The Literary Salon

A free salon wherein patrons and passers-by may view or contribute ideas on literary and generally intellectual matters. The blog will strive to maintain its commitment to wit, humour and perspicuous analysis.

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Location: Toronto, now Ottawa, Ont, Canada

Monday, May 12, 2008

Edward Said said wrong things

Today I finally acquired my copy of Ibn Warraq's Defending the West: A Critique of Edward Said's Orientalism from I rarely buy new books, especially hardcovers, but I read Warraq's Why I am Not a Muslim (published years befre 9/11, in case you were wondering), and I appreciate his efforts, so I wished to support his latest enterprise financially, although I am, in the words of Falstaff "as poor as Job."

I admire Ibn Warraq because he tackles issues which are currently taboo. Thanks to Islamofascists (which are not all Muslims, just the ignorant and insane ones) and ignorant Western liberals, certain myths about Islam have been allowed to proliferate. Warraq's mission seems to be the undermining of these myths, for insance, that Islamic civilization and/or theology are sunshine and lollipops and beyond reproach.

In his latest monograph, Warraq points his gun on Edward Said's very influential Orientalism, which more or less founded the study of Post-Colonialism. It also set the tone for much of it, that is, the topos of East/Orient as victim of Western machinations. Warraq takes issue with many of Said's more theoretical/philosophical points, but he also demonstrates how Said made several historical gaffes. For instance, Said wrote that Islam first spread to Asia Minor and then Northern Africa. Of course, this is simply not true as Northern Africa was Islamicized as early as the 7th-8th centuries CE.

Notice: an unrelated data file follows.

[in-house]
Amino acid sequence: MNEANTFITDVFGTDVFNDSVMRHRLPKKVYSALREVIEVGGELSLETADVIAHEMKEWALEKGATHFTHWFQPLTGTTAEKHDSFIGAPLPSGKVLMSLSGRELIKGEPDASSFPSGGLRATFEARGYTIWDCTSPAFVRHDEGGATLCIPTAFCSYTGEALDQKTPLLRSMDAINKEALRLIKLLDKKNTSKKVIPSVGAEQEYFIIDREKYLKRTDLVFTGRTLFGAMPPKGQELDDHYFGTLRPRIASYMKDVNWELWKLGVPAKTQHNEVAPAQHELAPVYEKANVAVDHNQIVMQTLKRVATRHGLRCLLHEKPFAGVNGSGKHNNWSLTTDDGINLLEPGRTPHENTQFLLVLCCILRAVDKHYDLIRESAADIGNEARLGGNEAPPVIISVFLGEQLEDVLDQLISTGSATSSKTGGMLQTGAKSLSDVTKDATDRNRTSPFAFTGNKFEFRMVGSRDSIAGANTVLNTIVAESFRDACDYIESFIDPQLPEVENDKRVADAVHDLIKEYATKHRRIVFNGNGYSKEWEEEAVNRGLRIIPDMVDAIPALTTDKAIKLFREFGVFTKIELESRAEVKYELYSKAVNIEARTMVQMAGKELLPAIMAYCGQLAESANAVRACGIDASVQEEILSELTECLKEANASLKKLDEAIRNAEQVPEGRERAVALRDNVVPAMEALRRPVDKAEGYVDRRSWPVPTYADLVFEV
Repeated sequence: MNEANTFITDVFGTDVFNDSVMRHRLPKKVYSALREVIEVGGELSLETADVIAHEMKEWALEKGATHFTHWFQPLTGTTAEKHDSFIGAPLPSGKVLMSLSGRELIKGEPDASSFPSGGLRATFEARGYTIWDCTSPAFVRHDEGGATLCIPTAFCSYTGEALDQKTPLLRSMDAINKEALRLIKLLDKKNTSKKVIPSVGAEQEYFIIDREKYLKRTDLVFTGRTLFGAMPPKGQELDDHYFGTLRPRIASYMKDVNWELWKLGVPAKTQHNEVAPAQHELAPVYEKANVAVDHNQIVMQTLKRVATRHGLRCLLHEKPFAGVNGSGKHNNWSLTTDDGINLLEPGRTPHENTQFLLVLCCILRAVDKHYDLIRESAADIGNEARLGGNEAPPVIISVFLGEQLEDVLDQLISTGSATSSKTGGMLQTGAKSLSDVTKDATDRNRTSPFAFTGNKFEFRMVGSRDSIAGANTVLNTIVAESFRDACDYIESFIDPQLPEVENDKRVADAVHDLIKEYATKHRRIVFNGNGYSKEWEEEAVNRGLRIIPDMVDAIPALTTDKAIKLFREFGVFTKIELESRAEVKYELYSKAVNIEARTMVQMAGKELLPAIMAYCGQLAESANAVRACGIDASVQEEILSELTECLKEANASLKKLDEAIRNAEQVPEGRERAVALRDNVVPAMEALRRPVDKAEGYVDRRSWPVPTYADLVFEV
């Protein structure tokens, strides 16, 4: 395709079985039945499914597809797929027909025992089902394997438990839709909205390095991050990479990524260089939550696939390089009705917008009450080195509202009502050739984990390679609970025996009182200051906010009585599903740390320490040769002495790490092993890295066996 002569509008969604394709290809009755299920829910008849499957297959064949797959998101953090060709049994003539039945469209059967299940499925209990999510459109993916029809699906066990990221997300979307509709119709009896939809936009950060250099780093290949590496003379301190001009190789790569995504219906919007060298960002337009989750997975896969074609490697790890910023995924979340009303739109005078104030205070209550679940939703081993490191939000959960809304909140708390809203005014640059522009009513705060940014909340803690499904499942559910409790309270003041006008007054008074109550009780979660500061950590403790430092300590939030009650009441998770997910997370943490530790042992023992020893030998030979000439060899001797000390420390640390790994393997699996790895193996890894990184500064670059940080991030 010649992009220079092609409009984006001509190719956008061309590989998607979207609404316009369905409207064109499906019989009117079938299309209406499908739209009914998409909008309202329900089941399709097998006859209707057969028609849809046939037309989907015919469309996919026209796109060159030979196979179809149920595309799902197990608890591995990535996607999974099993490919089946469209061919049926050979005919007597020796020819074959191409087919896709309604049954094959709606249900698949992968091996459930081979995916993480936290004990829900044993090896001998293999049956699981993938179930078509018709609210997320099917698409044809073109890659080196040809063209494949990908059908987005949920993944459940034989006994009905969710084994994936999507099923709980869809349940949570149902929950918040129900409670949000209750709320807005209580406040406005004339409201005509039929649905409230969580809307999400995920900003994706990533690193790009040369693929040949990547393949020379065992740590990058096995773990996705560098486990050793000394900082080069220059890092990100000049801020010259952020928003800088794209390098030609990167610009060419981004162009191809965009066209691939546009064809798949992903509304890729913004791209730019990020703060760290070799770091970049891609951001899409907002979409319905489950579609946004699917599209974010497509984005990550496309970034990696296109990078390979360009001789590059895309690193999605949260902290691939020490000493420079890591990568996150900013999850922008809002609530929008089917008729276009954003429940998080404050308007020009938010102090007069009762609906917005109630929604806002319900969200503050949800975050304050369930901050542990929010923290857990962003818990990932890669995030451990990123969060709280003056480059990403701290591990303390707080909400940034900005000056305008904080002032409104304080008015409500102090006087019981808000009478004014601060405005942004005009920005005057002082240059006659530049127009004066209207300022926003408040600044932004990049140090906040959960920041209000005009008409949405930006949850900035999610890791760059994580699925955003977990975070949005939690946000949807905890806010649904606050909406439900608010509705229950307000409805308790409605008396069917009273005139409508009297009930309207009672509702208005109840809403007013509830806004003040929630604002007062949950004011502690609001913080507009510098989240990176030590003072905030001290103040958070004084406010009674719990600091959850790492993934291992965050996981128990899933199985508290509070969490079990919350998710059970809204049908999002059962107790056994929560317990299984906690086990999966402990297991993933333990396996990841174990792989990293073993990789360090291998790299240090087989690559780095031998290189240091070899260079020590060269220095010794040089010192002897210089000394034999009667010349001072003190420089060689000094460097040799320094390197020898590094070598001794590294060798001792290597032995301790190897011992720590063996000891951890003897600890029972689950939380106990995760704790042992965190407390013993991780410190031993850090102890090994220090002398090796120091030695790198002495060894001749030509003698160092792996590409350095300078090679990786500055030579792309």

As his title suggests, Ibn Warraq wishes to defend the West from the rancour of such critics as Said. He demonstrates that the Orient (whatever that means) has been historically as bad as the West (slavery, empire, etc). For whatever reason, we in the West tend to this of ourselves as evil, whereas the Orient was simply unblemished. Warraq also wishes to demonstrate that Orientalism, as it was founded and developed during the 18th and 19th centuries, was not always inextricably bound with imperial interests (as an example, Warraq points out that Said completely ignores German and Hungarian orientalists of the period, and that neither of those nations had a vested interest in the Orient).

I'm expecting a very interesting and relatively quick read, as Warraq has a talent for providing a wealth of data and argument without giving the reader a headache. His prose is always very clear without a hint of pretension, which is a welcome relief (to be fair, Said himself is very readable, which is one reason why I do respect him).

Of course, given that Warraq's thesis and material is not politically correct (very little these days is, anyway), the academy will probably never hear of it. If, however, this is a subject that interests you, I highly recommend picking up a copy of his book. If you do, the next time you meet someone at a party who raves about Said, that person will have some powerful intellectual competition.


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